As opposed to waiting until a shopper was near or in a store, for example, Urban Outfitters would use push notifications to promote party dresses exclusively to female audiences who frequent bars and nightlife locations.

Inside The App

Interestingly, the use of emojis and mobile deep-linking were also an intrinsic part of the marketing mix here.

The use of messaging to promote retail and e-commerce has been gathering steam, the younger demographic that shops at Urban Outfitters made that aspect a natural idea of the campaign.  For one thing, it allows the marketing to be a bit lighter and entertaining, versus sending a static image of coupon.

Appboy’s analysis of the trend toward emoji use by brands found that open rates for iOS and Android push notifications containing emojis have increased by 210 percent and 1,063 percent, respectively, year-over-year.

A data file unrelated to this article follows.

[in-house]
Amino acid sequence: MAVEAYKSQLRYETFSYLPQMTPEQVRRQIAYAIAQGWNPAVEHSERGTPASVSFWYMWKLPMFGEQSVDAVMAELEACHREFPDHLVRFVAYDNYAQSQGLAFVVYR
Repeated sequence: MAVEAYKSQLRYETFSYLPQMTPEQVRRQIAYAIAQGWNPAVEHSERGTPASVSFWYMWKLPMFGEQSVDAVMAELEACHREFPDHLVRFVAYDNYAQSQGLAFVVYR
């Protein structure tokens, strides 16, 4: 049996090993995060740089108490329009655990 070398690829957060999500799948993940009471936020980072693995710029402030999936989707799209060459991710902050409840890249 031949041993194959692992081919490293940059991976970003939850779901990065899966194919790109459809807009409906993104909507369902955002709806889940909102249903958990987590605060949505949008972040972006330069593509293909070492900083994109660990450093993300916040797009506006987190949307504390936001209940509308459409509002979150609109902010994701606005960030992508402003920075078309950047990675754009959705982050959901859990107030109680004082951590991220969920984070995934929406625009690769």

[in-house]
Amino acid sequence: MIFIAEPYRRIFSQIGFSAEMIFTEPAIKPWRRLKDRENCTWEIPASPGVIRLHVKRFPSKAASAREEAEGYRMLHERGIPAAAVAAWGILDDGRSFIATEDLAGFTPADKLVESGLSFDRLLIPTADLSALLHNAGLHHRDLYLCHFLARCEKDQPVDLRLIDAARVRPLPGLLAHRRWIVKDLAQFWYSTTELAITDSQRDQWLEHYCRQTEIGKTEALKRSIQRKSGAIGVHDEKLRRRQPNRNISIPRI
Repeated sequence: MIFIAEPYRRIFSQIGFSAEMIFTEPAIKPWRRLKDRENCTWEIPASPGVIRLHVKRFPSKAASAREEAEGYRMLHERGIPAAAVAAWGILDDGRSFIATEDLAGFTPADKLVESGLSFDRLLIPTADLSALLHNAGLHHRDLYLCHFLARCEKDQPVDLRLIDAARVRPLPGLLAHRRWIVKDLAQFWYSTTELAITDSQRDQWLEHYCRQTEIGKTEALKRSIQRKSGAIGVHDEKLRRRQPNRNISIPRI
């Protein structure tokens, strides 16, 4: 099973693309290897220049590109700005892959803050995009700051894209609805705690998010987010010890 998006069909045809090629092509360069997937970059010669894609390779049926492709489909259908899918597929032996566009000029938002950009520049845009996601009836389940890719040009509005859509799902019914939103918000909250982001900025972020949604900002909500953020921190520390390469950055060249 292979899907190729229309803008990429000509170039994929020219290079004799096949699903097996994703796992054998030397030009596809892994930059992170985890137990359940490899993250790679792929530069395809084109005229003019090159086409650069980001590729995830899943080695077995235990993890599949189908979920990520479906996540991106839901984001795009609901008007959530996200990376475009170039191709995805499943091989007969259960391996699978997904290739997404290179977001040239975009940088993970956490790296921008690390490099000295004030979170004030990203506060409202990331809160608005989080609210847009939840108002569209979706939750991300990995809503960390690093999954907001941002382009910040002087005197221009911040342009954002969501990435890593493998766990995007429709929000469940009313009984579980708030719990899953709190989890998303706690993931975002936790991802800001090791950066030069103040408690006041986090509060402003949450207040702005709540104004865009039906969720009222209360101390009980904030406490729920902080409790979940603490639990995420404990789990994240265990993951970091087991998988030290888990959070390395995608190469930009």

Still, despite the acceptance of emojis by consumers, being able to anticipate and respond with these image-based messages needs to be more than just hit or miss. That’s where PlaceIQ came in to bring the idea of semantics and context to the use of emoijs.

“There’s a lot of raw data that we pull in on user-purchases, items that consumers look at via the app and device meta-data, and we wanted to move our location targeting to the next level,” said Bill Magnuson, CEO and Co-Founder of Appboy. “We were able to target literally as to where someone was. But we wanted to add semantic meaning to the history of that location that the consumers we sought to reach had.”

Semantics And Context

In working with PlaceIQ, Appboy could get a better sense of what sort of behaviors and people tend to cluster around certain locations — and when. By understanding the specific behaviors surrounding specific areas at specific times, the belief was that Urban Outfitters would be able to send consumers messages that appealed to potential shoppers at the most optimal moment.